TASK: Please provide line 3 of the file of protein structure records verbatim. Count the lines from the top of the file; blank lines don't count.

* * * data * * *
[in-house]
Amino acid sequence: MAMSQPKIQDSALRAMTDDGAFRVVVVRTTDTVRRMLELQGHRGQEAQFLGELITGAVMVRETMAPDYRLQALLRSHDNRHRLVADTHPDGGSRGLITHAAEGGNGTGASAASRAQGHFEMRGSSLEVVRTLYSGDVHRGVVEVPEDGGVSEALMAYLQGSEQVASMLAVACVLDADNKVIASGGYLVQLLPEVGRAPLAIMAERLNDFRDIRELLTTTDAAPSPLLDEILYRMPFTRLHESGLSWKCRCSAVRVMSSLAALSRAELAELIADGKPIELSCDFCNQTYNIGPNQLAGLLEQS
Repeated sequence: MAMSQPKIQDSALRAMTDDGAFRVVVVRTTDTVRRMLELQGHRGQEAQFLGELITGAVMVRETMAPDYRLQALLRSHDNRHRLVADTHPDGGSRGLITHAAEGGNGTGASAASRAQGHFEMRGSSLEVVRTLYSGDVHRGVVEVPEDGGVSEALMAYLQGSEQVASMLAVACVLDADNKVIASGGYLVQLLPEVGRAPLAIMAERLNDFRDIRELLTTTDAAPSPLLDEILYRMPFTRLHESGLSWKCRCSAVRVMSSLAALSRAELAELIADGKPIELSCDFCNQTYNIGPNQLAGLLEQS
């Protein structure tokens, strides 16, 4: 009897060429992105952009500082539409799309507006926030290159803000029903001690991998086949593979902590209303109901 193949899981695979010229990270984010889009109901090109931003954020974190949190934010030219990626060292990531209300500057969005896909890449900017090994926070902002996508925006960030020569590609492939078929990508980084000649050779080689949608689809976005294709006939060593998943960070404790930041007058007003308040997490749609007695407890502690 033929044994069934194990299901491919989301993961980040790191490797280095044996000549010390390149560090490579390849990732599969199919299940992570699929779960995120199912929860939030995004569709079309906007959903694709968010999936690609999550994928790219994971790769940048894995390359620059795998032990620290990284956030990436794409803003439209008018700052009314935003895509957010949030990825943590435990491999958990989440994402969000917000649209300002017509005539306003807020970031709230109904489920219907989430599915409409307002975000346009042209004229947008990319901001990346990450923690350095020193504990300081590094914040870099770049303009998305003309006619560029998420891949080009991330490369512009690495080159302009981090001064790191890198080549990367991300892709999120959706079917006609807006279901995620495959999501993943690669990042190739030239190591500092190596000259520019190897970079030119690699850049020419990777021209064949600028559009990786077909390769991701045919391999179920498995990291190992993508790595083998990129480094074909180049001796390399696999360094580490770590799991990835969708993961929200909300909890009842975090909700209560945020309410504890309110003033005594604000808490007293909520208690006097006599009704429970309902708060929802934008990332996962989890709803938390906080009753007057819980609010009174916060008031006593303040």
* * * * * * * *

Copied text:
Repeated sequence: MAMSQPKIQDSALRAMTDDGAFRVVVVRTTDTVRRMLELQGHRGQEAQFLGELITGAVMVRETMAPDYRLQALLRSHDNRHRLVADTHPDGGSRGLITHAAEGGNGTGASAASRAQGHFEMRGSSLEVVRTLYSGDVHRGVVEVPEDGGVSEALMAYLQGSEQVASMLAVACVLDADNKVIASGGYLVQLLPEVGRAPLAIMAERLNDFRDIRELLTTTDAAPSPLLDEILYRMPFTRLHESGLSWKCRCSAVRVMSSLAALSRAELAELIADGKPIELSCDFCNQTYNIGPNQLAGLLEQS